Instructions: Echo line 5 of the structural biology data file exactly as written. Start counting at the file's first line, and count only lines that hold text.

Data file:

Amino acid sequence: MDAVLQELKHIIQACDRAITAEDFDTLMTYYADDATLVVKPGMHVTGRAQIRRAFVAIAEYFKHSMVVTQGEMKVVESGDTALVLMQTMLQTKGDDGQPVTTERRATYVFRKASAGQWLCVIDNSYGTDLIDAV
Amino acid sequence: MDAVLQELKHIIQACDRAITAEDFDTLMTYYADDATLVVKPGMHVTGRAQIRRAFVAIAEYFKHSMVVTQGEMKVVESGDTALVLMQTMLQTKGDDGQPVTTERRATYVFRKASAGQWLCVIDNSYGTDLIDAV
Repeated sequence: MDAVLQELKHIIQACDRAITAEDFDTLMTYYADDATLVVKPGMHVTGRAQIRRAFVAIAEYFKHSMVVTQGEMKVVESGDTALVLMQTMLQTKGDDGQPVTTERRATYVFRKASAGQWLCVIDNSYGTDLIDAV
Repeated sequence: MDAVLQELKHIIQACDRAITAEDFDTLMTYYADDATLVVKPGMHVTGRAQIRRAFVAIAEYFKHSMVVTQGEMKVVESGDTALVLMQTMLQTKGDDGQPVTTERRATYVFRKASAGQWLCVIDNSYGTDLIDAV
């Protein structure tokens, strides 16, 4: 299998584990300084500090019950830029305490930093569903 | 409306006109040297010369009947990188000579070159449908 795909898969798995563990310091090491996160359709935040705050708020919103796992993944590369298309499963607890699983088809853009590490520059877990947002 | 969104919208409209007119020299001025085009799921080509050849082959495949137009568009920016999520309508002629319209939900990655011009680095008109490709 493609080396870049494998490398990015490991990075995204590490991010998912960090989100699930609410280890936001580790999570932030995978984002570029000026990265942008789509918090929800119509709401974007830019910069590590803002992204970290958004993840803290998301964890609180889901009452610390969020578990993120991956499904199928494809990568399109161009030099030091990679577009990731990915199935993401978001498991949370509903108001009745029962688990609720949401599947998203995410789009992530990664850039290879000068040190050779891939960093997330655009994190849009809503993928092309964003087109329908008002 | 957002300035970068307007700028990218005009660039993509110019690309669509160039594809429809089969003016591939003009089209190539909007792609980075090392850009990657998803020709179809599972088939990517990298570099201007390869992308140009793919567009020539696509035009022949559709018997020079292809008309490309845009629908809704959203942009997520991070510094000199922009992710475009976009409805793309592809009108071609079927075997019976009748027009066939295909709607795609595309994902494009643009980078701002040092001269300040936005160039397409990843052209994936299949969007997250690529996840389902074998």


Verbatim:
């Protein structure tokens, strides 16, 4: 299998584990300084500090019950830029305490930093569903 | 409306006109040297010369009947990188000579070159449908 795909898969798995563990310091090491996160359709935040705050708020919103796992993944590369298309499963607890699983088809853009590490520059877990947002 | 969104919208409209007119020299001025085009799921080509050849082959495949137009568009920016999520309508002629319209939900990655011009680095008109490709 493609080396870049494998490398990015490991990075995204590490991010998912960090989100699930609410280890936001580790999570932030995978984002570029000026990265942008789509918090929800119509709401974007830019910069590590803002992204970290958004993840803290998301964890609180889901009452610390969020578990993120991956499904199928494809990568399109161009030099030091990679577009990731990915199935993401978001498991949370509903108001009745029962688990609720949401599947998203995410789009992530990664850039290879000068040190050779891939960093997330655009994190849009809503993928092309964003087109329908008002 | 957002300035970068307007700028990218005009660039993509110019690309669509160039594809429809089969003016591939003009089209190539909007792609980075090392850009990657998803020709179809599972088939990517990298570099201007390869992308140009793919567009020539696509035009022949559709018997020079292809008309490309845009629908809704959203942009997520991070510094000199922009992710475009976009409805793309592809009108071609079927075997019976009748027009066939295909709607795609595309994902494009643009980078701002040092001269300040936005160039397409990843052209994936299949969007997250690529996840389902074998």